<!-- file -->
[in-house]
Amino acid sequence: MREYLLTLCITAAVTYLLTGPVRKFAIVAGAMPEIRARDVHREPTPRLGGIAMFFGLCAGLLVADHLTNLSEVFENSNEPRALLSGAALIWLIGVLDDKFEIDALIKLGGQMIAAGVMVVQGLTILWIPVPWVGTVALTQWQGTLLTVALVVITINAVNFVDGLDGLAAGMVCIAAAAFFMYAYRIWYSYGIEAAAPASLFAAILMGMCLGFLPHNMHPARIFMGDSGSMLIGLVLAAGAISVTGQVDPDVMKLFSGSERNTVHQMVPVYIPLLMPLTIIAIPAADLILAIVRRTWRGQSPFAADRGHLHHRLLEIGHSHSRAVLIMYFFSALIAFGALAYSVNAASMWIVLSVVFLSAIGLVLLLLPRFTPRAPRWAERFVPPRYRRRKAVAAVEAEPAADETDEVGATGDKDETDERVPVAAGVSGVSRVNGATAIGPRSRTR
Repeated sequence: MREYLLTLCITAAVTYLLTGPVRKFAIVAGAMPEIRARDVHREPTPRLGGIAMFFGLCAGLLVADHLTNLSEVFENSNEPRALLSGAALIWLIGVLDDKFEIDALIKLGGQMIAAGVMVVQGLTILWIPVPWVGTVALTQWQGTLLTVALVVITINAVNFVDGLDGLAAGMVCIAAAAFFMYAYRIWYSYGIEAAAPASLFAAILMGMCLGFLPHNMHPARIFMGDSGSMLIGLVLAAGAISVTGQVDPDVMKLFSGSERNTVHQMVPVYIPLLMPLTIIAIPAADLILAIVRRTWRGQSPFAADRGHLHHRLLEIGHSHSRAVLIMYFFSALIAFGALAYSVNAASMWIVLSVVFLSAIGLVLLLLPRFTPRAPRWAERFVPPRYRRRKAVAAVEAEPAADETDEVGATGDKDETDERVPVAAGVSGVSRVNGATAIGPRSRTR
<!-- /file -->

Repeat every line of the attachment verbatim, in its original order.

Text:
[in-house]
Amino acid sequence: MREYLLTLCITAAVTYLLTGPVRKFAIVAGAMPEIRARDVHREPTPRLGGIAMFFGLCAGLLVADHLTNLSEVFENSNEPRALLSGAALIWLIGVLDDKFEIDALIKLGGQMIAAGVMVVQGLTILWIPVPWVGTVALTQWQGTLLTVALVVITINAVNFVDGLDGLAAGMVCIAAAAFFMYAYRIWYSYGIEAAAPASLFAAILMGMCLGFLPHNMHPARIFMGDSGSMLIGLVLAAGAISVTGQVDPDVMKLFSGSERNTVHQMVPVYIPLLMPLTIIAIPAADLILAIVRRTWRGQSPFAADRGHLHHRLLEIGHSHSRAVLIMYFFSALIAFGALAYSVNAASMWIVLSVVFLSAIGLVLLLLPRFTPRAPRWAERFVPPRYRRRKAVAAVEAEPAADETDEVGATGDKDETDERVPVAAGVSGVSRVNGATAIGPRSRTR
Repeated sequence: MREYLLTLCITAAVTYLLTGPVRKFAIVAGAMPEIRARDVHREPTPRLGGIAMFFGLCAGLLVADHLTNLSEVFENSNEPRALLSGAALIWLIGVLDDKFEIDALIKLGGQMIAAGVMVVQGLTILWIPVPWVGTVALTQWQGTLLTVALVVITINAVNFVDGLDGLAAGMVCIAAAAFFMYAYRIWYSYGIEAAAPASLFAAILMGMCLGFLPHNMHPARIFMGDSGSMLIGLVLAAGAISVTGQVDPDVMKLFSGSERNTVHQMVPVYIPLLMPLTIIAIPAADLILAIVRRTWRGQSPFAADRGHLHHRLLEIGHSHSRAVLIMYFFSALIAFGALAYSVNAASMWIVLSVVFLSAIGLVLLLLPRFTPRAPRWAERFVPPRYRRRKAVAAVEAEPAADETDEVGATGDKDETDERVPVAAGVSGVSRVNGATAIGPRSRTR